A tiny year of business travel, 2019 in review

Revisiting pre-COVID business travel as we look ahead to the global economy reopening. Will it ever be as much fun again?

A tiny year of business travel, 2019 in review

Business travel ground to a halt in 2020, costing airlines, hotels, and conference organizers billions of dollars. Let's not forget the hundreds of thousands of people working in the hospitality industry who lost their livelihood. It was a tough year.

If you love travel you know the joy of discovering new places, engaging with different cultures, and experiencing new tastes and smells. Combining this with business can be an incredibly rewarding experience.

With events canceled and in-person meetings moving online, 2020 was a difficult year for those of us working outside sales and field marketing. With vaccination programs well underway in 2021, the good news is that events and in-person business meetings are starting to return.

Live events are already taking place, and predictions that people will be reluctant to return to close contact meetings and events are (imho) misplaced. If you worked from home in 2020, just wait to see how it feels to be in an office with colleagues again. The sense of human connection, professional collaboration, and joint mission is hard to explain.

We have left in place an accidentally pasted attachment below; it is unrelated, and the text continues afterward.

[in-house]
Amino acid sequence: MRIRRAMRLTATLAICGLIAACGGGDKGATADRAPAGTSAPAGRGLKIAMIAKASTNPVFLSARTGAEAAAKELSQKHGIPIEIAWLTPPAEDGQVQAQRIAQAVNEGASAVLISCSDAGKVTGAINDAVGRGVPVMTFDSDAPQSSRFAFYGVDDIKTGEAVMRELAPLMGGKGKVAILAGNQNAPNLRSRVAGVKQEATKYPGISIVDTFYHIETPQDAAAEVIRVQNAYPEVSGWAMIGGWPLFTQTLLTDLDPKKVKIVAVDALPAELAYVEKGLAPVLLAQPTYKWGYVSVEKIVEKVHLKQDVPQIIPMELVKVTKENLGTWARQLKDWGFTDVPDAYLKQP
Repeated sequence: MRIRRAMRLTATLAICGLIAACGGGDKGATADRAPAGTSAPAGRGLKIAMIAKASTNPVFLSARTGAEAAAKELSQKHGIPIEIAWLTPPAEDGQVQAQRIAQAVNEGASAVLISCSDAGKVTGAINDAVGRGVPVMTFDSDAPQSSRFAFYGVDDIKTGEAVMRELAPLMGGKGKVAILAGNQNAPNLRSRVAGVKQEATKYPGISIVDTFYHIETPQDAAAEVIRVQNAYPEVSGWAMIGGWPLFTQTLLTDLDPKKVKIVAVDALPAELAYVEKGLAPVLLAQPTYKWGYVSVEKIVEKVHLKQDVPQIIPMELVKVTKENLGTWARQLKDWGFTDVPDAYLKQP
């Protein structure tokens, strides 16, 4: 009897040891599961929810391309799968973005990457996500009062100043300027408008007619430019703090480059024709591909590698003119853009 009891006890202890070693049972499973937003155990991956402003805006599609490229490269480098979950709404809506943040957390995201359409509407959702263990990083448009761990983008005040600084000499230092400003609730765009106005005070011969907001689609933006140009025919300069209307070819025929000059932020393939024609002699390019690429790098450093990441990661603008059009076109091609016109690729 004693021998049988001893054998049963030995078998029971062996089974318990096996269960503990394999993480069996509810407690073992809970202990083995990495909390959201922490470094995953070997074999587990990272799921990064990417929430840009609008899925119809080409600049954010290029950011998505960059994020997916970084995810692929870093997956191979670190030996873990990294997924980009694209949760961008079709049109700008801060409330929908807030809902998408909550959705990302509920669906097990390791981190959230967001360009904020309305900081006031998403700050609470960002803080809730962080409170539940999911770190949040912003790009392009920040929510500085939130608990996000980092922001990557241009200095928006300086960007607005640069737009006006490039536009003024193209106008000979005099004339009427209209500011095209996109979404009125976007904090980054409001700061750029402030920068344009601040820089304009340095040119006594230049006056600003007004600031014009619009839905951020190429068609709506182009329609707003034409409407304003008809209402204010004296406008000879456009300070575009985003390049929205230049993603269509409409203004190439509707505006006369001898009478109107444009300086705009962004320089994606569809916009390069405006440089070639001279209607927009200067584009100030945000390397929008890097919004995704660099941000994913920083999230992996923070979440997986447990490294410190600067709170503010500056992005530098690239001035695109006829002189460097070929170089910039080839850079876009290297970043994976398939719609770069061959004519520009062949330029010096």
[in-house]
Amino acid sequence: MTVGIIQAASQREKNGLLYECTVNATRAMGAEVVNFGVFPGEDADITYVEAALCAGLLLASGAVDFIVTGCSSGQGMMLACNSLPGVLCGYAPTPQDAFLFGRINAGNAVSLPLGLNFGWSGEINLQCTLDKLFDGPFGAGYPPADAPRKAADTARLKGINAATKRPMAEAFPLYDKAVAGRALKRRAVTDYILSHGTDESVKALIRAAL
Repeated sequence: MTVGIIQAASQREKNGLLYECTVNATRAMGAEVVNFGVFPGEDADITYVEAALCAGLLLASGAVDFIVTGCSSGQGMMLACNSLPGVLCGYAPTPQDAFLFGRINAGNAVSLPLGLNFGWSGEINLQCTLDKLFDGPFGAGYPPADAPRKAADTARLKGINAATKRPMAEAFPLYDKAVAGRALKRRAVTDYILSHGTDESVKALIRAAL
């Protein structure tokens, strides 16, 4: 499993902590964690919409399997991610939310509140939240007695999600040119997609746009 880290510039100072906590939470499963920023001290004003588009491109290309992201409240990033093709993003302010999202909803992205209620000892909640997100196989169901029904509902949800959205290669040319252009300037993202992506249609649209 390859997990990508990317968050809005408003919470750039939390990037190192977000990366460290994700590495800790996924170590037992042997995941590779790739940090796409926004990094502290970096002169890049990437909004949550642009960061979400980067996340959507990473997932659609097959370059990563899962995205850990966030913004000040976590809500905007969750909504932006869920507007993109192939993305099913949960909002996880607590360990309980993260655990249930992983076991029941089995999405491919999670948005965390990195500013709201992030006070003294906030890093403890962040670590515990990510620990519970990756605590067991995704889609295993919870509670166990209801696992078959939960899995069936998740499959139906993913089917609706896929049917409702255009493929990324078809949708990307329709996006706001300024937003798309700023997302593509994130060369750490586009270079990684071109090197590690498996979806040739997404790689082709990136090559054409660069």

Reminiscing about business travel and looking to the year ahead, the twelve months of 2019 were the most rewarding of my career. I flew 115,000 miles for business, many thousands more for leisure, meet hundreds of customers, and made new friends in dozens of cities on three continents. We can easily add another 10,000 miles spent in trains and automobiles.

If you are looking forward to the return of trade shows, business networking, and events, I hope my 2019 travel year in review rekindles excitement about traveling to meet new people, forge new alliances, and close new deals.

Tiny Travel – Brisbane, Australia

Month: April | Route: SJC-LAX-BNE-LAX-SJC | Miles: 14,938 (x2) = 29,876

2019 kicked off with two (2!) trips to my homeland in April. One was for my then employer's annual product development week, and the other to onboard a new marketing hire.

Let's start with some history. From 2015 to 2019 I had the privilege of marketing the world's most popular open source rich text editor, TinyMCE. I first used TinyMCE in 2006 in the Joomla! CMS, and have used it ever since.

That TinyMCE can turn a plain vanilla HTML textarea into a fully functioning "word processor in a browser" looked like magic back then and still does today. I have the deepest respect for the founding developers of the TinyMCE project, Johan "Spocke" Sorlin and Joakim Lindkvist. Very fine humans.